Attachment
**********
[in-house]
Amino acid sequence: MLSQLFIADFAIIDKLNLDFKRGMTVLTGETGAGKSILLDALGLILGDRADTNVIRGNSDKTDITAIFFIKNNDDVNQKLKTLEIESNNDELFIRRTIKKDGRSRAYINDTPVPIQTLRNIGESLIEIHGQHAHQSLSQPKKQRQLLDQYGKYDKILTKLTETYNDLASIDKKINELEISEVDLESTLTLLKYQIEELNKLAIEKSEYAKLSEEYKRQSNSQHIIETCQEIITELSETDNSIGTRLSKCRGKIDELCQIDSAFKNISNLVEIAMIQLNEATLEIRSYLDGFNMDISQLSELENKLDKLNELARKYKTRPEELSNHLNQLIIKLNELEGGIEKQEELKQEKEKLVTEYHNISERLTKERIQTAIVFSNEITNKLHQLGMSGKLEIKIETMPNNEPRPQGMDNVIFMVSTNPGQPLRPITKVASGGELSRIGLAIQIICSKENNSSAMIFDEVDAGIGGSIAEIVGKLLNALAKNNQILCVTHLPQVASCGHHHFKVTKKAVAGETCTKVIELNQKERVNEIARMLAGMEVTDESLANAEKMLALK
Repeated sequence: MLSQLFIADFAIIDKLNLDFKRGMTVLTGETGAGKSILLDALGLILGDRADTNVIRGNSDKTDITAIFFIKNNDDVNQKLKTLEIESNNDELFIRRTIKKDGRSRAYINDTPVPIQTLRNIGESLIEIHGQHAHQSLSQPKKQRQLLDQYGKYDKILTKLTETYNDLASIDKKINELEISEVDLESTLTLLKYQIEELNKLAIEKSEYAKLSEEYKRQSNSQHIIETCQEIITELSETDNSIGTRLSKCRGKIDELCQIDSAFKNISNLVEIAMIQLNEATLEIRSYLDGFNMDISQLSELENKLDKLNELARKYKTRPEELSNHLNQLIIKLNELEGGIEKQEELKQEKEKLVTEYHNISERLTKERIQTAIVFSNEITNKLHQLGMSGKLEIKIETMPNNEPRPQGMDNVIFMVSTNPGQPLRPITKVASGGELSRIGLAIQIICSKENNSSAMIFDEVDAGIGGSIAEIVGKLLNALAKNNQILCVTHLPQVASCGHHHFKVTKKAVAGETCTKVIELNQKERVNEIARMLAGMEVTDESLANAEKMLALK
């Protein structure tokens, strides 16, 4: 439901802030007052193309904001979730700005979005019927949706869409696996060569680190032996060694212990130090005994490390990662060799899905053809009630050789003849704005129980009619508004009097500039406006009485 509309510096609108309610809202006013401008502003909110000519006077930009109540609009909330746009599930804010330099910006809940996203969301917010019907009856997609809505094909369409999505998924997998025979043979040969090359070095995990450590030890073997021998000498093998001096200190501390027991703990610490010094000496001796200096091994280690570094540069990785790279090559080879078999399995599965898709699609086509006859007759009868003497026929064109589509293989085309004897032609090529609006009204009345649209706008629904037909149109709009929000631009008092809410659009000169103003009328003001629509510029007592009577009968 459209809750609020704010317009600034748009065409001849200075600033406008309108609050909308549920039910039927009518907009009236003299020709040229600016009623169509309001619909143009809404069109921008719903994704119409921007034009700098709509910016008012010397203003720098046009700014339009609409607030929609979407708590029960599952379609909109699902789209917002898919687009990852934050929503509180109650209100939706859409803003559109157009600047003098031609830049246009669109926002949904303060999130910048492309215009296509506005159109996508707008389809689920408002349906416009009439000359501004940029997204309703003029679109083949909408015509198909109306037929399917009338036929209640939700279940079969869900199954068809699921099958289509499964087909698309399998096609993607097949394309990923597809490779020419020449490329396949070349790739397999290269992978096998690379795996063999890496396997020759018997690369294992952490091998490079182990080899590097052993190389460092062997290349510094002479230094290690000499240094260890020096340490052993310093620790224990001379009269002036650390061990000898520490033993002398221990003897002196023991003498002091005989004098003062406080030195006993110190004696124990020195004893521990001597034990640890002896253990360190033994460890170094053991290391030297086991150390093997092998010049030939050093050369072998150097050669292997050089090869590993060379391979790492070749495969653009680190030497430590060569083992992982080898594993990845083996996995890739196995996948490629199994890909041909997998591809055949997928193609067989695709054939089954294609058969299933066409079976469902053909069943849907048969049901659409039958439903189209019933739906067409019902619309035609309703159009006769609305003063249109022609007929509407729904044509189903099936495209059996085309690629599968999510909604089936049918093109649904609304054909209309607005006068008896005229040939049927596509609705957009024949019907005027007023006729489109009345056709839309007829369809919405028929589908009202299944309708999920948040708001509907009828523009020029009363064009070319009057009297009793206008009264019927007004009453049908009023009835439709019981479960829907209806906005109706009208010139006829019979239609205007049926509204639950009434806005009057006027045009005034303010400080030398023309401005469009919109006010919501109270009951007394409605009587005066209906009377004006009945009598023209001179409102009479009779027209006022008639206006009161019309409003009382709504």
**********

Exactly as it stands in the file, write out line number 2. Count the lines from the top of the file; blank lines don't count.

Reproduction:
Amino acid sequence: MLSQLFIADFAIIDKLNLDFKRGMTVLTGETGAGKSILLDALGLILGDRADTNVIRGNSDKTDITAIFFIKNNDDVNQKLKTLEIESNNDELFIRRTIKKDGRSRAYINDTPVPIQTLRNIGESLIEIHGQHAHQSLSQPKKQRQLLDQYGKYDKILTKLTETYNDLASIDKKINELEISEVDLESTLTLLKYQIEELNKLAIEKSEYAKLSEEYKRQSNSQHIIETCQEIITELSETDNSIGTRLSKCRGKIDELCQIDSAFKNISNLVEIAMIQLNEATLEIRSYLDGFNMDISQLSELENKLDKLNELARKYKTRPEELSNHLNQLIIKLNELEGGIEKQEELKQEKEKLVTEYHNISERLTKERIQTAIVFSNEITNKLHQLGMSGKLEIKIETMPNNEPRPQGMDNVIFMVSTNPGQPLRPITKVASGGELSRIGLAIQIICSKENNSSAMIFDEVDAGIGGSIAEIVGKLLNALAKNNQILCVTHLPQVASCGHHHFKVTKKAVAGETCTKVIELNQKERVNEIARMLAGMEVTDESLANAEKMLALK